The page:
Australia’s largest military effort in the war’s opening months, however, was the defence of local soil. A selective callout of the militia on 2 August 1914 was followed three days later by the first stage of full mobilisation,[32] during which 10,000 troops secured the major port cities and Thursday Island. One newspaper farewelled local militiamen "off to the front", another "the lads of the little army we have been apt to joke about" who "may yet have a chance of being 'tried out.'"[33] The chance never came. Japan joined the anti-German alliance on 23 August 1914, making redundant the plan to form a field army. Nonetheless the militia stood to arms until the end of the year, and until then outnumbered the AIF.[34]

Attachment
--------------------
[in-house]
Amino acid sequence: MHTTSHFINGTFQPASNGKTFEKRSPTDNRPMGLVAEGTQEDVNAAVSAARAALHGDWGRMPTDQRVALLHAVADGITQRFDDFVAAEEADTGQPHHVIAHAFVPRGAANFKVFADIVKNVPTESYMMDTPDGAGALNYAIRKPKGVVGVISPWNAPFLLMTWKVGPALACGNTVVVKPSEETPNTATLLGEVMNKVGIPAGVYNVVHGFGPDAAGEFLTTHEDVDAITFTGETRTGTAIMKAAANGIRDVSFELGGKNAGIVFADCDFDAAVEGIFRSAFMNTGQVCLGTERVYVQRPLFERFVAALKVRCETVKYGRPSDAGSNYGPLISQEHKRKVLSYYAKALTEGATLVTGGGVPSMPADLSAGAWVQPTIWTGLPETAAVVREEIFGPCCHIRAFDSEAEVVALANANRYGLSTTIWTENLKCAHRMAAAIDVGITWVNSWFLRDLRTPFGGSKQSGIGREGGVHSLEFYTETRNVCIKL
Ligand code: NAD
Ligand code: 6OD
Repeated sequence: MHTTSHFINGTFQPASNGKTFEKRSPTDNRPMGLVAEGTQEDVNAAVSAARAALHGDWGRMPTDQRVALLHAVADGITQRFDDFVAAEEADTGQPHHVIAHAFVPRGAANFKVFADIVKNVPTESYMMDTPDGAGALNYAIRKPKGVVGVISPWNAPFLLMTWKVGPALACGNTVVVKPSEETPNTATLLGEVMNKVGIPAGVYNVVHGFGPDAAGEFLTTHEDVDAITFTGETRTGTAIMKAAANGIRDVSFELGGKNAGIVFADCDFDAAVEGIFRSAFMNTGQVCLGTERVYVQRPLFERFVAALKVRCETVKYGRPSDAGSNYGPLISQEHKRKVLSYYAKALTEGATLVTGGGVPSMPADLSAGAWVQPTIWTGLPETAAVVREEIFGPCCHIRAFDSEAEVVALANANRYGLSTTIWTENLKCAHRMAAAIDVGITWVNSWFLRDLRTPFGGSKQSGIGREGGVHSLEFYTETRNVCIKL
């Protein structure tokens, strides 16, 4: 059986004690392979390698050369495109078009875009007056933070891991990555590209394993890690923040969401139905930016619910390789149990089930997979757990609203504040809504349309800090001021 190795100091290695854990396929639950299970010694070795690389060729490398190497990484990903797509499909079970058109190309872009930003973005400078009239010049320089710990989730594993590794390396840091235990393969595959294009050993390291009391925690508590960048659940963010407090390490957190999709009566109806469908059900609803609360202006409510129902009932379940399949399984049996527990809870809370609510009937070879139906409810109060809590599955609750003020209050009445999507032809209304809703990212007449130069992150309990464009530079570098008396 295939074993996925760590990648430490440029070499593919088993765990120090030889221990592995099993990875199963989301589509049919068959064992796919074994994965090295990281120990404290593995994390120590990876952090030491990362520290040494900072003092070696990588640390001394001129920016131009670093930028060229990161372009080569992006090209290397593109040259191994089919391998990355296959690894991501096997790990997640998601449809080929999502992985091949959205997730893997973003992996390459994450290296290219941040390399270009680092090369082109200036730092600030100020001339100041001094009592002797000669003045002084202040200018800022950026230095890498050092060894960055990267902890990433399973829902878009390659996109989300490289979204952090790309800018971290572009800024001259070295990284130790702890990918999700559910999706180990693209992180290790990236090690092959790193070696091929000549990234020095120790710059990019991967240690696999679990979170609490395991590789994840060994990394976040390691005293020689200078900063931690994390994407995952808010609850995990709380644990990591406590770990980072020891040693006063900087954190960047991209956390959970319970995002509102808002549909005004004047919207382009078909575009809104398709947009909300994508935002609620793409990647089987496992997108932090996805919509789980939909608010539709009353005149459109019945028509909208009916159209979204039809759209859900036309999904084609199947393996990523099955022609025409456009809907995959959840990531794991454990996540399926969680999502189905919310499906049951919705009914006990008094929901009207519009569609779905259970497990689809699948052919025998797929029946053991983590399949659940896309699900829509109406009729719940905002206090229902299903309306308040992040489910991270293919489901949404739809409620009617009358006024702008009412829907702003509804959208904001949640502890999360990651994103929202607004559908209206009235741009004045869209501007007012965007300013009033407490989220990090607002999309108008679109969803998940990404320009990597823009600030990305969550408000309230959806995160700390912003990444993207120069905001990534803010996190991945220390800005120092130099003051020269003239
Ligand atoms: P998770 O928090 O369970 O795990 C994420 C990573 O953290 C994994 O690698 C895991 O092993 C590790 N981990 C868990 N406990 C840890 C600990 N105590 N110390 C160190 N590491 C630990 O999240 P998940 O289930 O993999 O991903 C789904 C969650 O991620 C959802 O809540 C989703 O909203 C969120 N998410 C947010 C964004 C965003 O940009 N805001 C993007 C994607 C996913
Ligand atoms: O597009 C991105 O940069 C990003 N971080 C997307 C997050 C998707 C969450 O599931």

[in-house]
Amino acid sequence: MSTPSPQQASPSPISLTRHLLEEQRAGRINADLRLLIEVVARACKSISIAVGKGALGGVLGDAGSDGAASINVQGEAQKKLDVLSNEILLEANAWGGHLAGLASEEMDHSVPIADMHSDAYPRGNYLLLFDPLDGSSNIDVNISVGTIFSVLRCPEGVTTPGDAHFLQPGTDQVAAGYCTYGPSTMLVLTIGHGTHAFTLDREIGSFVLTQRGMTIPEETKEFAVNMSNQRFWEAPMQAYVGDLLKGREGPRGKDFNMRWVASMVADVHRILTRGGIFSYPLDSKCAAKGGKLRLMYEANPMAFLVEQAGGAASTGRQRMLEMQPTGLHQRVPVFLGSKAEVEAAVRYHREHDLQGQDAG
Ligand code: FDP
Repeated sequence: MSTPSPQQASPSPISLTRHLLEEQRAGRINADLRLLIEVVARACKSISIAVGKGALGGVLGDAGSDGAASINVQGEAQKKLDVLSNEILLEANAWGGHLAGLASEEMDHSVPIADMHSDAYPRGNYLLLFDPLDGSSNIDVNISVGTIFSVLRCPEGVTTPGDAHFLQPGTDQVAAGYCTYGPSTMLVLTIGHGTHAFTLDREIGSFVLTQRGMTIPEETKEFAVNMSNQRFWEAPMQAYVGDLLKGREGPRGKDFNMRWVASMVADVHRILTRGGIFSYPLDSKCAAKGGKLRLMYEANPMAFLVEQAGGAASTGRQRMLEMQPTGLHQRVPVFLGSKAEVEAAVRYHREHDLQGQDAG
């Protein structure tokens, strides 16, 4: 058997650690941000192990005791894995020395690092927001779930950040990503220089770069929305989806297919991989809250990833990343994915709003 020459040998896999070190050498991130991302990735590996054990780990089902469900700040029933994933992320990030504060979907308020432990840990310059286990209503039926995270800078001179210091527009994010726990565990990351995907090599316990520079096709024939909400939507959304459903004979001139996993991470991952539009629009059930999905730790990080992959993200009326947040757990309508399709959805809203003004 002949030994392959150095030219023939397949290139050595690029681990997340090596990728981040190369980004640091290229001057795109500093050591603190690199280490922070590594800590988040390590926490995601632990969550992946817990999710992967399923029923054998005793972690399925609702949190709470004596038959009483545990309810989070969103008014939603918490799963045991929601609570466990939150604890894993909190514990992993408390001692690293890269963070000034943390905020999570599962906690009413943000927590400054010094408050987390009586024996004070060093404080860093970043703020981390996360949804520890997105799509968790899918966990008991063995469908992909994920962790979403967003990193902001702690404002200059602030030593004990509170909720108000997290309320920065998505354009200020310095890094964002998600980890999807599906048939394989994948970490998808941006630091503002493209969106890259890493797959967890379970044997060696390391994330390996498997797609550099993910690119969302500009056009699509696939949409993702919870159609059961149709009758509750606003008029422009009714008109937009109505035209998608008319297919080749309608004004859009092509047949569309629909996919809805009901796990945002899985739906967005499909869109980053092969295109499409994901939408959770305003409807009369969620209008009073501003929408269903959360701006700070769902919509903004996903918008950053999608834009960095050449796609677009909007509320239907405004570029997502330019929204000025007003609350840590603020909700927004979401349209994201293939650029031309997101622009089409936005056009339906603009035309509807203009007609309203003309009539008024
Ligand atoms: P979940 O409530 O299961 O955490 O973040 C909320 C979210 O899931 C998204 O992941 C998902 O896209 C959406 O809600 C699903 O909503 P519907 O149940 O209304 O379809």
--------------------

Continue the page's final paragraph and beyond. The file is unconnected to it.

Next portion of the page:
That the AIF’s initial strength was set on 3 August 1914 at 20,000 men owed nothing to the pre-war military conversations with New Zealand, and perhaps nothing to Brudenell White’s plans. Possibly reflecting an impulse to proportionally match a reported Canadian offer of 30,000 troops,[35] it was immediately lifted anyway as thousands of volunteers came forward each week.[36] Nor did pre-war planning necessarily restrict the expeditionary force’s destination. The possibilities of deployment to South Africa and England were each projected before Egypt was confirmed.[37]

By 1916 the AIF was a small army numbering five infantry divisions and four cavalry brigades, exceeding Australia’s ability to reinforce it as casualties rose and the pool of recruitments began to dry up. Growing war weariness combined with an older, deeper commitment to voluntary participation in imperial conflicts to prompt the holding of two national plebiscites on conscription, first in October 1916 and then in December 1917 – and to defeat the proposal each time. The First World War changed much for Australians, but not their right to determine their own contribution to an imperial war.